New York/New Jersey Port Authority Executive Director Patrick Foye is one of the few heroes emerging from the #Bridgegate scandal. He's the guy who got fed up with excuses coming from the Christie Administration and did the right thing for by opening up the three closed lanes leading to Fort Lee on the George Washington Bridge. Yesterday was the first time the Port Authority has met for a public meeting since all of this hit the fan.
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From the Press Conference with the Port Authority Executive Director
Pat Foye: I believe I took the right action when I learned about the lane closures, promptly opened them. I stand by my email and my decision. I believed then and I believe now - and given the multiplicity of law enforcement investigations underway there's some question - that there was a question of violations of federal and state law.
Question: Has the Chairman (of the Port Authority, David Samson) ever apologized to you for his emails or whatever attacking you?
Foye: The answer is no, don't expect one.
About that "special" job created by Chris Christie just for David Wildstein, which has now been eliminated by the Port Authority:
Steve Kornacki: The title that David Wildstein had created for him - Director of Interstate Capital Projects - what was your understand of what his job was? And now apparently that role isn't going to exist in the future, so functionally how will the Port continue without a Director of Interstate Capital Projects?
Pat Foye: Well, look - the decision to eliminate the position was a joint one....we made that decision. I think it was the right one. The absence of someone in that position, whether David Wildstein or someone else, will have zero, nada effect on the Port Authority.
Kornacki: What was his (Wildstein's) job, since there was no formal job description that we have been able to find? What in your understanding did you think his job at the Port Authority was?
Pat Foye: I understood he was primarily interested in politics. Next . . .
On behalf of the board of commissioners, we are deeply sorry for the inconvenience caused to our travelers.
. . . Recently, there have been many comments and concerns about how the Port Authority operates. I cannot allow this agency to be mischaracterized by the actions of a few individuals when the day-to-day work of so many, including this board, is so important.
. . . While I would like to comment more specifically about some of the outstanding issues, I recognize there are established efforts to examine the events that occurred. I defer to these procedures and I trust when the facts unfold, and they will unfold, the public will have a complete picture.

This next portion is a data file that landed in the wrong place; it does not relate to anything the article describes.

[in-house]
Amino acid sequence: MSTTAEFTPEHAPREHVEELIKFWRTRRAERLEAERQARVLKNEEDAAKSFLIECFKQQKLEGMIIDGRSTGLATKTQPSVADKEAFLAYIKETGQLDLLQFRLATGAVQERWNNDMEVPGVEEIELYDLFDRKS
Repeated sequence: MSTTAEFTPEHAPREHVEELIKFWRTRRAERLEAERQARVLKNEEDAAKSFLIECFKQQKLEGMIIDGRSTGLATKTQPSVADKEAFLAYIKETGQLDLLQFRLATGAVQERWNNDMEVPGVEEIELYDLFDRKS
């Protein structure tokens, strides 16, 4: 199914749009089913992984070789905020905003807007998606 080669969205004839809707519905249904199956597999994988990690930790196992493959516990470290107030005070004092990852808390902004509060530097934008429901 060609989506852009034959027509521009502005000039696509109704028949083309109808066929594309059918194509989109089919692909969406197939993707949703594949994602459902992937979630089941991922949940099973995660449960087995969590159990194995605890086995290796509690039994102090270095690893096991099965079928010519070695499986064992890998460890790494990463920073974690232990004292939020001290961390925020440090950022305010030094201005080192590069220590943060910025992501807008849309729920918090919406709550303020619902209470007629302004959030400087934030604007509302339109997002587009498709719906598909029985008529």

~ Port Authority Chairman, David Samson, via the Star-Ledger
While Samson's law firm worked for NJ Transit, he cast a vote authorizing the Port Authority to lease a park-and-ride lot in North Bergen to the transportation agency for $1 a year, the report said.
. . . Before the 49-year lease was approved, NJ Transit paid the Port Authority $900,000 a year for the Hudson County lot. Commuters pay $9.50 per day for a parking space and a round-trip bus ticket to the Port Authority bus terminal in Manhattan.
NJ Transit paid Wolf & Samson as much as $1.5 million to "advise" it how to generate additional revenue from its parking facilities, the Record reported.
~ From NJ.com
Over the years, the Port Authority has often served as a political candy jar, providing patronage jobs for political allies. Mr. Christie has been particularly skillful at doling out well-paid jobs at the authority to his supporters. By most counts, there are at least 50 agency employees who owe their jobs to the New Jersey governor.
The traffic scandal that has resulted in numerous investigations and two resignations of Christie appointees is just the latest example of how governance of the Port Authority is tainted by personal politics. And because two states share executive control, and thus responsibility, there is no meaningful oversight.
~ New York Times Editorial
(State Attorney Philip) Kwon, it has been reported, spent four or five days counseling one of Bridgegate’s chief players, Bill Baroni, the Port Authority’s deputy executive director, when Baroni was preparing to testify before a New Jersey state legislative committee investigating the lane-closing affair last November. That’s important because Baroni, a close ally of Christie’s, told the legislators that the closings were due to a “traffic study” being conducted by the Port Authority, which manages the bridge. But if there was no traffic study—and by now it’s widely known that there wasn’t any such thing—then what did Kwon tell Baroni to say? Did he counsel him to lie? Was he unaware that there was no study underway?
~ From "Christie Watch" on The Nation